Culinary Tourism aboard the Holland America
For many people, planning a vacation means merely booking flights and hotel rooms, with decisions on food and drink coming as a slight afterthought. However, for a growing number of travelers, food and drink is becoming the main purpose of their trip. In fact, there is now an entire industry built around this type of travel - culinary tourism. Culinary tourism is best defined as tourism in which the opportunity for wine and/or culinary experiences contributes significantly to the reason for travel to a particular destination.
In Washington State there is a growing opportunity for culinary tourism with visits to various wineries, wonderful restaurants and artisanal producers – skilled craftsmen who manufacture unique hand-made products. However, travel like this can involve driving to several locations and it can be a bit of work to plan logistically. Now Holland American Line has eliminated the hassle and put a trip together that allows you to tour Washington wineries aboard their ships with their yearly Wines of Washington Cruise.
The 2008 Wine Cruise guests - including me - departed San Diego aboard Holland America's MS Oosterdam, and arrived in Vancouver, Canada four days later; with a one day stop in Seattle, Washington. Scheduled speakers onboard included Tom Hedges from Hedges Family Estates, Juan Munoz Oca of Columbia Crest, Eric Dunham of Dunham Cellars, John Sarich, the executive chef at Chateau Ste Michelle and Armandino Batali, owner of Salumi Artisan Cured Meats. Beginning with a wine tasting party with complimentary appetizers, the agenda included wine lunches and dinners, food demonstrations and a winery tour, along with the regular activities the ship offers its guests.
Any apprehensions that I might have had as a first-time cruiser, travelling alone, were quickly dispelled. The schedule was full with plenty of food options to explore.
Day One of the trip we departed San Diego at 5 pm and I did the touristy thing, standing on the deck with a cocktail in hand bidding farewell to the fine city. The evening then consisted of meeting the group that had joined the wine cruise for a wine tasting in the scenic Crow’s Nest followed by a dinner in the main dining room. One could pick and choose the activities to attend, but I stuck to the suggestions until I had time to check out the other options.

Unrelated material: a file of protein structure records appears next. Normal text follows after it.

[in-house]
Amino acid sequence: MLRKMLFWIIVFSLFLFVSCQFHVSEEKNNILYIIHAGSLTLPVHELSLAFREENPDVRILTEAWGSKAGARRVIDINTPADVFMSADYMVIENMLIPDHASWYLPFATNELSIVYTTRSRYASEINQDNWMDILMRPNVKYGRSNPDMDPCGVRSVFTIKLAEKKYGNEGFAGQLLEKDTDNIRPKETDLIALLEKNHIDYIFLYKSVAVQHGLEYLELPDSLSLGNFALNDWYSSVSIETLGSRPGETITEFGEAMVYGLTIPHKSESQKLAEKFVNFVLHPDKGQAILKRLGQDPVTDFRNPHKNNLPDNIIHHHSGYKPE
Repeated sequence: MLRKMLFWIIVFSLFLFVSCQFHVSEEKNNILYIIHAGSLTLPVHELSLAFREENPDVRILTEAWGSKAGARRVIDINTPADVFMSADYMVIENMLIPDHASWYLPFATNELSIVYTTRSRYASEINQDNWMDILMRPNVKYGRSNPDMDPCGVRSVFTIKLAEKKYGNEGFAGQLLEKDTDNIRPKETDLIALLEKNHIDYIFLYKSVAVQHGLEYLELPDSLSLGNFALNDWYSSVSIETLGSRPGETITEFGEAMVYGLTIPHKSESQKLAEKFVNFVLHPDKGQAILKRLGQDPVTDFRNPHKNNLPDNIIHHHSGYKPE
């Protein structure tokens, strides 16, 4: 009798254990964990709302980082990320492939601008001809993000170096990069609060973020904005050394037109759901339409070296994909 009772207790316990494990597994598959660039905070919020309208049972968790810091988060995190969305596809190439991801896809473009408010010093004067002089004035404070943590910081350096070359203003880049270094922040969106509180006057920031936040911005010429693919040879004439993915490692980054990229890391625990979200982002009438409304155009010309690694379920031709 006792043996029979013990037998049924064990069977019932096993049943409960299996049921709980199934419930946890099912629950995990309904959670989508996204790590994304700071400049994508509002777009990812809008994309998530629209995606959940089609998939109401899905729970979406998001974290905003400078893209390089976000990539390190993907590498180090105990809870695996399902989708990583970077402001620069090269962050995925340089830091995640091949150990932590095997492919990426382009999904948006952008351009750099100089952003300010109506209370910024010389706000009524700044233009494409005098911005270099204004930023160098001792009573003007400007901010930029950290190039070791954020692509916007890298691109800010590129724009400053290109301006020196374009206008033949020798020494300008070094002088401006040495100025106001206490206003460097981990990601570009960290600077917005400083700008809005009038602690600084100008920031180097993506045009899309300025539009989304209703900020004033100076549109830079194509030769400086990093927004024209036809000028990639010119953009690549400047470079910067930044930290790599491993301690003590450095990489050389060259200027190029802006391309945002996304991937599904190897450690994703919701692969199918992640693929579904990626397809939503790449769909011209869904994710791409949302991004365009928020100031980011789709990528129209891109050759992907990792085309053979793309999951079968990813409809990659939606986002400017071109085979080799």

The next day I investigated the dining scene in more detail and found there were several choices. One could choose food-court style service at the Lido, where there was everything from salads to green Jell-O, a burger, fries and nacho station on deck, or a meal at the main dining room where attentive servers brought more refined cuisine. For a bit of extra money, fine dining could be found at the ship’s Pinnacle Grill Restaurant. I spent the next few days sampling from the various stations, and found I preferred the fancier wine pairing dinners at the Pinnacle Grill, while for breakfast and lunch I opted for simpler fare such as eggs, toast and salads in the Lido – which made for a fine balance.
There was no time for boredom as numerous activities kept me fully occupied.
On Day Two there was a food demonstration by Armandino Batali of Seattle’s Salumi, a panel discussion on Washington Wines, and a presentation from Dunham Cellars winemaker Eric Dunham. I barely managed to fit in a pedicure.
On Day Three I attended a talk on the politics of wine and a wine and food pairing seminar and on Day Four one could head in to Seattle, tour Chateau Michelle Winery, or stay onboard for more seminars and cooking demonstrations.
Time flies when you’re having fun. All of a sudden, Day Five (departure day) arrived and I realized that I hadn’t even cracked open my novel. I had been having such a wonderful time.
If the culinary tourism aspect interests you, I suggest using AAA Washington to book next year’s Wines of Washington cruise that departs spring 2009. It is one-stop shopping for four days full of insights into the state’s wine and food scene. Don’t plan on having a lot of spare time though, and definitely don’t plan on sticking to your diet.
By Cassandra Anderton
Photos courtesy of Steve Schimmelman
Edited by Sheila G. LoGuisto
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